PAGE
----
His collection includes lures, fish decoys, reels, rods, minnow buckets, tackle boxes, spears, gaffs and related items—thousands of pieces in total. Some of his collection is on display in his home in what Slusar refers to as the “lure cave”. The lure cave is a shrine to fishing tackle, mostly of Wisconsin, and cases of old lures line the walls.
“I do enjoy hosting and participating in fishing collectible shows, and will sometimes display my collection at these events. I also go to fishing expo’s and similar gatherings where I will create special displays for the public,” Slusar noted.
Slusar is an active member in the National Fishing Lure Collectors Club and hosts one of the largest collectible shows in the nation each year in January. The event in Milwaukee draws close to 250 members from around the country.
But beyond the passion for fishing and hosting collectible shows, Slusar is more fascinated by the historical aspect.
He invests an interest in each lure, but a stronger focus on the history of the lure or fishing gear. Connecting the lure to the inventor and designer is important to Slusar as knowledge of the people who made these antique lures has been lost over time.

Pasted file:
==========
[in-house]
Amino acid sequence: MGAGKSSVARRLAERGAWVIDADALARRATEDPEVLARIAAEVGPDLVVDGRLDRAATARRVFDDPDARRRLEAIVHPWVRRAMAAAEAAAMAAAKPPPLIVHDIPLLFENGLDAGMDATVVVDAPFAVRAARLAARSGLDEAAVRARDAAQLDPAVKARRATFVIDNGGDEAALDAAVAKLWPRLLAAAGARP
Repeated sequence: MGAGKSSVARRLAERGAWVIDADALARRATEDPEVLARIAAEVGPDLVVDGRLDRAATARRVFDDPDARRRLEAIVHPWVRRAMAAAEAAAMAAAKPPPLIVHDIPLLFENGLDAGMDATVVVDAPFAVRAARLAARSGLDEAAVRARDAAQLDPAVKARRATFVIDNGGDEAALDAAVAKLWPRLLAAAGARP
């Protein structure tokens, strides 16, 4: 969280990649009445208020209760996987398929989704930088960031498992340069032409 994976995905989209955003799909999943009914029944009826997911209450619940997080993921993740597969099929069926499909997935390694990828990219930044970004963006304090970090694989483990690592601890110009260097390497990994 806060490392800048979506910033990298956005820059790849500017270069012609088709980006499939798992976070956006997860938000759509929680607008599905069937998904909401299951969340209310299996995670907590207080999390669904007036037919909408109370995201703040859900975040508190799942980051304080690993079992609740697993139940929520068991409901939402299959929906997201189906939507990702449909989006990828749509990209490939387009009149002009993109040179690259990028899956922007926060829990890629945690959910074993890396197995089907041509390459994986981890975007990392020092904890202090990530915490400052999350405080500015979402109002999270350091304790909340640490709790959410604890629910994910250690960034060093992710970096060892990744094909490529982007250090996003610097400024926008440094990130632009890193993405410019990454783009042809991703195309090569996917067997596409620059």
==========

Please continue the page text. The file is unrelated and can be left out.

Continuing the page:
“It’s pretty neat to find that connection. I made a determination that I wanted to dive deeper into history, make a connection to people making them and accurately identify antique lures and equipment,” Slusar stated.
The longtime lure collector added that he is hoping to publish something by next year that focuses on the actual lure making aspect, accurate identification of antique lures, and background stories to provide more details on models and people who developed the old fishing baits.
With thousands of baits and tackle in his lure cave, Slusar said it’s difficult to pick a favorite item. However, he noted a lure called “The Chippewa” was certainly in his top five.
“The Chippewa was made in Blair, and although there are different versions, the final version was made and designed between 1913–1915 by Omer Immell. We live in a big fishing state with lots of lure history. In fact, one of first patented wooden lures was made in Ashland in 1874, close to 150 years ago,” Slusar added.
Whether or not the public can help identify this antique Chetek-made lure remains a mystery. Regardless of the outcome, Slusar is likely to continue his quest for the answer.
“I’d be thrilled to get any information, but an I.D. on this bait would be fantastic. It’s a little bit of a needle in the haystack scenario. You’re talking about something that’s 70 years old or possibly older. There’s just not many people around from that era. I’ve followed little family trees of lure makers and spent hours doing so in hopes of more information like this. Sometimes I have success, and sometimes it’s a complete strikeout. I’ll keep my fingers crossed,” Slusar concluded.